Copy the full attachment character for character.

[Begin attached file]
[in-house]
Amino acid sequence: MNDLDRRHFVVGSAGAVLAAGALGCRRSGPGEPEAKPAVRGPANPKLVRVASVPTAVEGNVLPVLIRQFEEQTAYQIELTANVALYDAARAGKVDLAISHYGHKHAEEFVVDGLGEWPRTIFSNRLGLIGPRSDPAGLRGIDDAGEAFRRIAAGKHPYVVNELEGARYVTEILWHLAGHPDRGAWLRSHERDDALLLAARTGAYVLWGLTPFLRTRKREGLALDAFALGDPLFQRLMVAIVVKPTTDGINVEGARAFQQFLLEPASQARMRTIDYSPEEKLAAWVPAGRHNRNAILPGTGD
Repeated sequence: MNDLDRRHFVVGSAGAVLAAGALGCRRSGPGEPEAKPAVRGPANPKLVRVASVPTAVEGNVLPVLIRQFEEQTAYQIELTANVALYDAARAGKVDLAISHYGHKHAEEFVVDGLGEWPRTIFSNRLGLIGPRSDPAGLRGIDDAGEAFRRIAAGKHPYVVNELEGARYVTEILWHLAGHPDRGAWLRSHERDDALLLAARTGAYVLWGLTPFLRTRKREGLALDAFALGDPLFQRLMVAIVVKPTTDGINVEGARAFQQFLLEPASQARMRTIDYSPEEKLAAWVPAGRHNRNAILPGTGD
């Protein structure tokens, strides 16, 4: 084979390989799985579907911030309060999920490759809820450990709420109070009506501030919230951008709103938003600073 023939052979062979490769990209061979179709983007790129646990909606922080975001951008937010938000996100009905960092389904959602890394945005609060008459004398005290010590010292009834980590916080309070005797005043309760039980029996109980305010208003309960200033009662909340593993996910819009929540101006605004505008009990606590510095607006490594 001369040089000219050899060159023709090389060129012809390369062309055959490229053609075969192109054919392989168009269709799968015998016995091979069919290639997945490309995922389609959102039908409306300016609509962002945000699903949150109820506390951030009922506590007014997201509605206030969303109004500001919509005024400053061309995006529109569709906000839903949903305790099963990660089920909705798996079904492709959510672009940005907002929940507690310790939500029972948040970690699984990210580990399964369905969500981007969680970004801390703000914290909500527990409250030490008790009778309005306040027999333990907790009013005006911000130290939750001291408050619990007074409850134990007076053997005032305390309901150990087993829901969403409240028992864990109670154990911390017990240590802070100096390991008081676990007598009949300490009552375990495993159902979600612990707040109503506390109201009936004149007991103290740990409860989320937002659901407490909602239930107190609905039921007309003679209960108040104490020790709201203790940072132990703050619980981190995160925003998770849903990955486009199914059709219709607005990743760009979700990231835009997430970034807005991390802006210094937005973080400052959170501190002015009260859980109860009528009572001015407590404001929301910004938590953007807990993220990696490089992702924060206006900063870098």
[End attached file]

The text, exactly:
[in-house]
Amino acid sequence: MNDLDRRHFVVGSAGAVLAAGALGCRRSGPGEPEAKPAVRGPANPKLVRVASVPTAVEGNVLPVLIRQFEEQTAYQIELTANVALYDAARAGKVDLAISHYGHKHAEEFVVDGLGEWPRTIFSNRLGLIGPRSDPAGLRGIDDAGEAFRRIAAGKHPYVVNELEGARYVTEILWHLAGHPDRGAWLRSHERDDALLLAARTGAYVLWGLTPFLRTRKREGLALDAFALGDPLFQRLMVAIVVKPTTDGINVEGARAFQQFLLEPASQARMRTIDYSPEEKLAAWVPAGRHNRNAILPGTGD
Repeated sequence: MNDLDRRHFVVGSAGAVLAAGALGCRRSGPGEPEAKPAVRGPANPKLVRVASVPTAVEGNVLPVLIRQFEEQTAYQIELTANVALYDAARAGKVDLAISHYGHKHAEEFVVDGLGEWPRTIFSNRLGLIGPRSDPAGLRGIDDAGEAFRRIAAGKHPYVVNELEGARYVTEILWHLAGHPDRGAWLRSHERDDALLLAARTGAYVLWGLTPFLRTRKREGLALDAFALGDPLFQRLMVAIVVKPTTDGINVEGARAFQQFLLEPASQARMRTIDYSPEEKLAAWVPAGRHNRNAILPGTGD
């Protein structure tokens, strides 16, 4: 084979390989799985579907911030309060999920490759809820450990709420109070009506501030919230951008709103938003600073 023939052979062979490769990209061979179709983007790129646990909606922080975001951008937010938000996100009905960092389904959602890394945005609060008459004398005290010590010292009834980590916080309070005797005043309760039980029996109980305010208003309960200033009662909340593993996910819009929540101006605004505008009990606590510095607006490594 001369040089000219050899060159023709090389060129012809390369062309055959490229053609075969192109054919392989168009269709799968015998016995091979069919290639997945490309995922389609959102039908409306300016609509962002945000699903949150109820506390951030009922506590007014997201509605206030969303109004500001919509005024400053061309995006529109569709906000839903949903305790099963990660089920909705798996079904492709959510672009940005907002929940507690310790939500029972948040970690699984990210580990399964369905969500981007969680970004801390703000914290909500527990409250030490008790009778309005306040027999333990907790009013005006911000130290939750001291408050619990007074409850134990007076053997005032305390309901150990087993829901969403409240028992864990109670154990911390017990240590802070100096390991008081676990007598009949300490009552375990495993159902979600612990707040109503506390109201009936004149007991103290740990409860989320937002659901407490909602239930107190609905039921007309003679209960108040104490020790709201203790940072132990703050619980981190995160925003998770849903990955486009199914059709219709607005990743760009979700990231835009997430970034807005991390802006210094937005973080400052959170501190002015009260859980109860009528009572001015407590404001929301910004938590953007807990993220990696490089992702924060206006900063870098």